Stop the Madness: My final 14ers

Part 1: Crestone Needle, 14,197′, Aug. 31, 2013

The time had finally come. It was Labor Day weekend, and my plan was to make a run at finishing the 14ers if the weather held and my legs didn’t give out. I had 4 peaks left, Crestone Needle, Crestone Peak, Ellingwood Point, and Blanca Peak. Overall, I was 54 peaks in, with 23 climbed this year. Plan A was to knock out the Crestones on Aug. 31 and then go for the Ellingwood and Blanca and Sept. 01. Plan B was to split up the Crestones and finish the last two some other weekend in the Fall, but I really didn’t want to go down that road. So, on Friday, we battled traffic down to the Crestones. Of course it was madness at the 4 wheel drive road leading up to the trailhead and the parking lot was full. We found a pull-out a little further down and slept in the truck. Linnea was plumb worn out from the first week of school, so I would being going solo for the ~16 mile trip. I departed at 3:30a with my mountain bike to assist me up the first 2 miles of a very rough closed 4×4 road. Yes, there was lots of walking it involved. A couple miles later at the Wilderness boundary I ditched it, and it was back to the conventional hiking. I made my way past South Colony Lakes and up Broken Hand Pass in the dark. It was decision time — descend down the other side and go for Crestone Peak, or knock out the Needle first. I went with the Needle. I made my way over to the East gully, only after missing the the entry in the dark and traversing over a more exposed ledge. From what I’ve read, most of the accidents on this peak happen when people go off route, so I took a break at the bottom of the East gully and waited for the sun to come up. Finally, I traversed over to the West gully and made the final push to the top. I was rewarded with solitude and one pretty sunrise. The climb was easier than I had expected and all those 14ers most have payed off. I was on strict orders from Linnea not to do the traverse by myself. I thought about sneaking a rope in my backpack but resisted the temptation. On the way down, I almost missed the entry to West gully, but after that, was okay. I cut down another lower gully and descended to Cottonwood Lake to begin the climb up Crestone Peak.




Part 2: Crestone Peak, 14,294′, Aug. 31, 2013

Past Cottonwood Lake, I could see the Red Gully, which would be my route up Crestone Peak. By this time, there were others on the trail, but must of the people were higher up as they were doing the peaks in the opposite direction. At the top, I enjoyed views of the Avenue on Kit Carson and of course looking back at the Needle. Near the top, my legs were really feeling it, and I was glad to put that Red Gully behind me. Weather was still looking clear and it was only 10a. So, I made the descent, back past Cottonwood lake, and back up Broken Hand Pass. Grueling. Especially with the sun beating down. At the top of the pass, I took a quick lunch break. I had a couple miles back to my bike, and then the real adventure began. The 4×4 road was filled with big rocks everywhere. My mountain biking skill is really low and somehow I managed to make it down in one piece, barely, amid lots of grunting and hollering. At the bottom I let out a final whoop and flew through a big stream just avoiding a final fall and splash. My front tire was destroyed with two flats.








Part 3: Ellingwood Point, 14,042′, Sept. 01, 2013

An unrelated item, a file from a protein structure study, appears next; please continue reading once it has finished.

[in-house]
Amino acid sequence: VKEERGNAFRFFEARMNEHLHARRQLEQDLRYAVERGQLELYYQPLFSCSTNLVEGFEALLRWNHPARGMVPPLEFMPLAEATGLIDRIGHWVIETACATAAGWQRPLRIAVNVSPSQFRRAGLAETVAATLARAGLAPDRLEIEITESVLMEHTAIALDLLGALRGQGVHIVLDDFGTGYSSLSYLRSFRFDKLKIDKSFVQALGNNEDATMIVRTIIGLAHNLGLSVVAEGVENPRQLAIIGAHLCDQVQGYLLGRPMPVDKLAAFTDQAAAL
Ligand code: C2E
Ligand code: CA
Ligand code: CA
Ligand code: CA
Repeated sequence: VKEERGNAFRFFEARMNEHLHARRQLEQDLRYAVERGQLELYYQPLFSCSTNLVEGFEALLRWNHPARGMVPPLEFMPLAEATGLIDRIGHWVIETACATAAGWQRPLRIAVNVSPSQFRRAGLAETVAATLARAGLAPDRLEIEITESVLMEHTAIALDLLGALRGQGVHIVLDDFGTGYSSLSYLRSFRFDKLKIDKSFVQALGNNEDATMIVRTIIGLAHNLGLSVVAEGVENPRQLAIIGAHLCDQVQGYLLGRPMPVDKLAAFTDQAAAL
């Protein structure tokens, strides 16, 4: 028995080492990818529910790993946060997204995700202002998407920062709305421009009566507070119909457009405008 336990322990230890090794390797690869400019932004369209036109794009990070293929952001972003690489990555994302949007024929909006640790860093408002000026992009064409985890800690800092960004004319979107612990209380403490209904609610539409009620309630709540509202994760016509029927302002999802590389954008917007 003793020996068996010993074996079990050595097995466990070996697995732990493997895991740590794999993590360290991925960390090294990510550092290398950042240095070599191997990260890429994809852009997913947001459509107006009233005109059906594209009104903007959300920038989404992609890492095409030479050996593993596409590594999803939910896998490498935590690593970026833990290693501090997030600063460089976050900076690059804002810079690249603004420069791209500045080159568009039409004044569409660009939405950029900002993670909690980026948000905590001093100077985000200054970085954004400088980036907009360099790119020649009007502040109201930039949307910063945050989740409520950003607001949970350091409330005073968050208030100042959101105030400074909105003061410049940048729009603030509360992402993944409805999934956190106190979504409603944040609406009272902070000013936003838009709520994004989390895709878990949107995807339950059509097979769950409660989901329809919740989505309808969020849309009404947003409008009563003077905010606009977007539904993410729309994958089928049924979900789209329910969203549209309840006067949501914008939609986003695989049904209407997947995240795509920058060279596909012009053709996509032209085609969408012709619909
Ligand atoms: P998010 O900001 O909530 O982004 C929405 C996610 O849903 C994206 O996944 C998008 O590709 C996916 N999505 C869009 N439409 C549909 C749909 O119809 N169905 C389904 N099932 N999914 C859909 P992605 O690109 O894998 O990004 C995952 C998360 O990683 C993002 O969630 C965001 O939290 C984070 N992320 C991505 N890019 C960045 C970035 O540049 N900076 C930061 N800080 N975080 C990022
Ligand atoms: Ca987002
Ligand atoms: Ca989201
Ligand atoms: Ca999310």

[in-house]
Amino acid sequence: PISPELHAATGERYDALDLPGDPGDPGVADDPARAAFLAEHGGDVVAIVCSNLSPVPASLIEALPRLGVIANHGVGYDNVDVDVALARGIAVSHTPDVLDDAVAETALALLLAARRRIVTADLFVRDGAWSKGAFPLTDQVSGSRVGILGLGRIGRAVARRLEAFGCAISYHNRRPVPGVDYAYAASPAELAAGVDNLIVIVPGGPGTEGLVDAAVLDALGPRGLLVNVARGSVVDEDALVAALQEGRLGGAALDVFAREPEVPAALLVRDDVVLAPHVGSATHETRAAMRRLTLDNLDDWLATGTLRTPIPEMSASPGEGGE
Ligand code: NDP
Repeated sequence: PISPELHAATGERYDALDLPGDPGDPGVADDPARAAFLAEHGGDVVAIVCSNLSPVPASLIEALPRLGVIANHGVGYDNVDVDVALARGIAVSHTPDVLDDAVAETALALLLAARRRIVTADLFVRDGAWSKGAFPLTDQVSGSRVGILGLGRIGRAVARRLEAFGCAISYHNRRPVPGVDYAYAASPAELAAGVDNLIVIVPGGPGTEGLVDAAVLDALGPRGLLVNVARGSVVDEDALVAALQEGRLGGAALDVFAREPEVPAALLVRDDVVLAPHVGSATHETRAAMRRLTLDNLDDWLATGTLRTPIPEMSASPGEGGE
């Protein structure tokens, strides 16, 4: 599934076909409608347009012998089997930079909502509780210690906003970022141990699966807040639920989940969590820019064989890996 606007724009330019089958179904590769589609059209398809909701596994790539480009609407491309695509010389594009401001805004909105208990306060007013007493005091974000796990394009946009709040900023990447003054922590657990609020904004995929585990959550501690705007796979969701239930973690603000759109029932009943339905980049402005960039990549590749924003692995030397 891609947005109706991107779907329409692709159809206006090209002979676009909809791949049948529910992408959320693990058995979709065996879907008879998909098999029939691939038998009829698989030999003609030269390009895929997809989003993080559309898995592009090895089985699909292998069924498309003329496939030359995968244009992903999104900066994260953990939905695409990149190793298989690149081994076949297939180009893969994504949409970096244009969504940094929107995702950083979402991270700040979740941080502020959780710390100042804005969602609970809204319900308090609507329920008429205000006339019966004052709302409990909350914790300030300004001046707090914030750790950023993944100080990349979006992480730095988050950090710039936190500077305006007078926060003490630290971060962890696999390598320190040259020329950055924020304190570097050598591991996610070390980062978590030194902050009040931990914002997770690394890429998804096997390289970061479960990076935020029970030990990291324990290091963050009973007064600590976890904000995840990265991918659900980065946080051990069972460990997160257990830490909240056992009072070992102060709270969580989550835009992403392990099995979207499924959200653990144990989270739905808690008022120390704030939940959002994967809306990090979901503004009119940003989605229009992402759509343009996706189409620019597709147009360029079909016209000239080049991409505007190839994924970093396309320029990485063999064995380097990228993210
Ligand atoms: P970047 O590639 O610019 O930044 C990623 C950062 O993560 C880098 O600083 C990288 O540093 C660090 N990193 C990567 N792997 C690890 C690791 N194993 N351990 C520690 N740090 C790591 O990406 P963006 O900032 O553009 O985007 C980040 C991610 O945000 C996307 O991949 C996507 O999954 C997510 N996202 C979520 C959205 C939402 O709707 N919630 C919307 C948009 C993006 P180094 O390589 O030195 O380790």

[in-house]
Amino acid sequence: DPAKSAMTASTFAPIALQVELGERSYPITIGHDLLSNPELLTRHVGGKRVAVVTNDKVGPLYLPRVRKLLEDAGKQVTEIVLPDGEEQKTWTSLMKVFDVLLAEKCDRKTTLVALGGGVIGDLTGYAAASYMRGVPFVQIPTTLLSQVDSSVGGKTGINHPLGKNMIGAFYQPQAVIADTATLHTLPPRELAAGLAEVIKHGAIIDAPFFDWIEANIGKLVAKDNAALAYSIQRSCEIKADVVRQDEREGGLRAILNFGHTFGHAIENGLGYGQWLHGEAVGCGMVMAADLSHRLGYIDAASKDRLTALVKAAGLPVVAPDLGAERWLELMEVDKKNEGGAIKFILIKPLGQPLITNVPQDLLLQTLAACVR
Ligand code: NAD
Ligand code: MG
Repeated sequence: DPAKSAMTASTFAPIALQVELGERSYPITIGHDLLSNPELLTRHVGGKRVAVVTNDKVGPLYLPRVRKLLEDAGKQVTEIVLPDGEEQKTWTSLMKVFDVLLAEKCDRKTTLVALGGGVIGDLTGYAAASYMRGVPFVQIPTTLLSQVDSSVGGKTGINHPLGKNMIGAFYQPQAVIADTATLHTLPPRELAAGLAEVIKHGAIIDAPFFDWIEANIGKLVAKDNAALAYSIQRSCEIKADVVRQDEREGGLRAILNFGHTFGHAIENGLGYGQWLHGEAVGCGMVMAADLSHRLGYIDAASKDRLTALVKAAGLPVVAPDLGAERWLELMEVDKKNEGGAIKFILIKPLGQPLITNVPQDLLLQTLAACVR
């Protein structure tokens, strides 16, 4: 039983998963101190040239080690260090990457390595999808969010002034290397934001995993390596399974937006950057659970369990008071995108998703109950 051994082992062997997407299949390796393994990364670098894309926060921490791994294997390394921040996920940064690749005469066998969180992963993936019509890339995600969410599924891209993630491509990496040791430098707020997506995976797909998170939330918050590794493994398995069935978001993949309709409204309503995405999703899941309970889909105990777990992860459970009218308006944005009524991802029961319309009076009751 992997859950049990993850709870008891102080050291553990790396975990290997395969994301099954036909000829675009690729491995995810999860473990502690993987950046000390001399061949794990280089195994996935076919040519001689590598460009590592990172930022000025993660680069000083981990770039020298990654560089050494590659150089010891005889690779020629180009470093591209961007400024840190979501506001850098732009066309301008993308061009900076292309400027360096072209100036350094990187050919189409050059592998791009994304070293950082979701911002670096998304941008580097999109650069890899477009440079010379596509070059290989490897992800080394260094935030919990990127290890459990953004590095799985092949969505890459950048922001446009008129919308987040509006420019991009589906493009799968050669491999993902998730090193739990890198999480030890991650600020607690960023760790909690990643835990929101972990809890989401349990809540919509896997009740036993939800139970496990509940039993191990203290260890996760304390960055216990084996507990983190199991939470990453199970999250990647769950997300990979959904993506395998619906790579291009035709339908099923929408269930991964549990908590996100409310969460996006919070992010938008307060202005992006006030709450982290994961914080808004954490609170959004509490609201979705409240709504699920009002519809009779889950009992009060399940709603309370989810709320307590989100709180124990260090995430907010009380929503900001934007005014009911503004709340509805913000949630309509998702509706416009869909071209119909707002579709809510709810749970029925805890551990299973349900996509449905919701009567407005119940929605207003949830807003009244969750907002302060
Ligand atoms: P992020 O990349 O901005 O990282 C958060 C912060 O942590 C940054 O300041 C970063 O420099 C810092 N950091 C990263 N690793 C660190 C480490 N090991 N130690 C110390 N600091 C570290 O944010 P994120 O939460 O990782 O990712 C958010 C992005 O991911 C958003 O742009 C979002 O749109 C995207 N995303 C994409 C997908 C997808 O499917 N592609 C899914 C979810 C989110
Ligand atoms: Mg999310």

After Crestone Peak, we made our way down to the dreaded Lake Como Road. Linnea braved the driving and made it up to our normal camping spot a couple miles up. I whipped up a quick fire and fueled up on 4 hot dogs. Hopefully this would be the trick to get me up my final 14ers. Maddy was persistent on coming, so I made sure to give her one too. The next morning, the alarm went of at 2a, and Maddy was panting in nervous expectation. By 2:30 I was off, hiking up the blasted Lake Como road. Around 4a, I was nervous I missed a turn b.c. things weren’t looking familiar in the dark. Plus I had only previously been up here in the snow. Luckily, 15 minutes later, Lake Como appeared, and I was in the clear. I had 2-3 miles to go up to Ellingwood. The most challenging part was finding the small turn-off trial, but after searching for it for 5-10 minutes in the dark, I found it. At the saddle between Ellingwood and Blanca, I was again rewarded with with an amazing sunrise. Maddy was doing great too, hopping over all the rocks, and her energy level was doing fine too. I was a little worried since it was a solid 16 mile day with lots of elevation and it had been a while since I had taken her on one of these, but she did awesome. We were the only ones at the top and I more amazing views of Little Bear, Mt. Lindsey, and my finisher, Blanca Peak.





Part 4: Blanca Peak, 14,345′, Sept. 01, 2013

While not as “cool” as a finisher as Capitol or Pyramid, the prominence of Blanca is something to behold as it soars 7,000′ above its valleys and is considered Ultra Prominent. It is Colorado’s fourth highest peak, the highest peak in Colorado outside the Sawatch Range, and the highest peak in the Sangre de Cristo Range. So, from Ellingwood, Maddy and I took the traverse over, staying somewhat high. Maddy did great on the Class 3 and was in her element. On the ridge to Blanca, I could see the end in sight. We stayed on the ridge, and I was surprised at the shear dropoff on the other side. At the top, there were a few other groups, and I took a whole bunch of pictures. It felt great to be done, and I soaked up my final summit. Maddy of course sprawled out, shut her eyes, and put her nose up in the fresh mountain air. On the way down, the long weekend caught up with me and Lake Como road took its tool on my feet. The sun was out in force, and I was hoping all those storms I worked so hard to avoid would roll in and cool us down. Maddy decided the best defense to the sun was to pick up the pace, so we did a quick trot down the last 2 miles. Back at the truck I collapsed and enjoyed a nice nap. I woke up only long enough to make it to the Texas Road House in Pueblo for a big 18 oz steak. I felt great to be finally finished with the 14er madness.